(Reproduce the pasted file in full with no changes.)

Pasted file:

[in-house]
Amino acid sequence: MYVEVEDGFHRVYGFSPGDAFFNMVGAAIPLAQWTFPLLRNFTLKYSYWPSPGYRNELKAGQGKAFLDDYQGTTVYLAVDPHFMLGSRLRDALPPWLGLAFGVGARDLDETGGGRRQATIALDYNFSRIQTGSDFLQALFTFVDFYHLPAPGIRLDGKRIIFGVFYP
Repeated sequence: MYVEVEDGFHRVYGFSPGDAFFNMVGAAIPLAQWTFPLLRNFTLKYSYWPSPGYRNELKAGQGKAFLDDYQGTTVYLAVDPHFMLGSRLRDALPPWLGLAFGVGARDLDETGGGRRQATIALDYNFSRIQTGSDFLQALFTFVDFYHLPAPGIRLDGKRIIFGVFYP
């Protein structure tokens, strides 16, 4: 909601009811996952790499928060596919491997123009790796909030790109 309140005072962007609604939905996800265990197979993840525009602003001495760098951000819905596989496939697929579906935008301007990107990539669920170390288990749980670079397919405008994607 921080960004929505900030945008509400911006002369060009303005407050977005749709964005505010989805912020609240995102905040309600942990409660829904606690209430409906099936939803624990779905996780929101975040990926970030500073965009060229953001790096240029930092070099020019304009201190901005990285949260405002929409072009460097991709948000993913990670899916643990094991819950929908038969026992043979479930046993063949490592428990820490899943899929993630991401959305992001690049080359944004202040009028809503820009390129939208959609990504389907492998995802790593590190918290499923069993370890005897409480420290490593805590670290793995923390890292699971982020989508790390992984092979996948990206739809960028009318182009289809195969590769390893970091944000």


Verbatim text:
[in-house]
Amino acid sequence: MYVEVEDGFHRVYGFSPGDAFFNMVGAAIPLAQWTFPLLRNFTLKYSYWPSPGYRNELKAGQGKAFLDDYQGTTVYLAVDPHFMLGSRLRDALPPWLGLAFGVGARDLDETGGGRRQATIALDYNFSRIQTGSDFLQALFTFVDFYHLPAPGIRLDGKRIIFGVFYP
Repeated sequence: MYVEVEDGFHRVYGFSPGDAFFNMVGAAIPLAQWTFPLLRNFTLKYSYWPSPGYRNELKAGQGKAFLDDYQGTTVYLAVDPHFMLGSRLRDALPPWLGLAFGVGARDLDETGGGRRQATIALDYNFSRIQTGSDFLQALFTFVDFYHLPAPGIRLDGKRIIFGVFYP
């Protein structure tokens, strides 16, 4: 909601009811996952790499928060596919491997123009790796909030790109 309140005072962007609604939905996800265990197979993840525009602003001495760098951000819905596989496939697929579906935008301007990107990539669920170390288990749980670079397919405008994607 921080960004929505900030945008509400911006002369060009303005407050977005749709964005505010989805912020609240995102905040309600942990409660829904606690209430409906099936939803624990779905996780929101975040990926970030500073965009060229953001790096240029930092070099020019304009201190901005990285949260405002929409072009460097991709948000993913990670899916643990094991819950929908038969026992043979479930046993063949490592428990820490899943899929993630991401959305992001690049080359944004202040009028809503820009390129939208959609990504389907492998995802790593590190918290499923069993370890005897409480420290490593805590670290793995923390890292699971982020989508790390992984092979996948990206739809960028009318182009289809195969590769390893970091944000």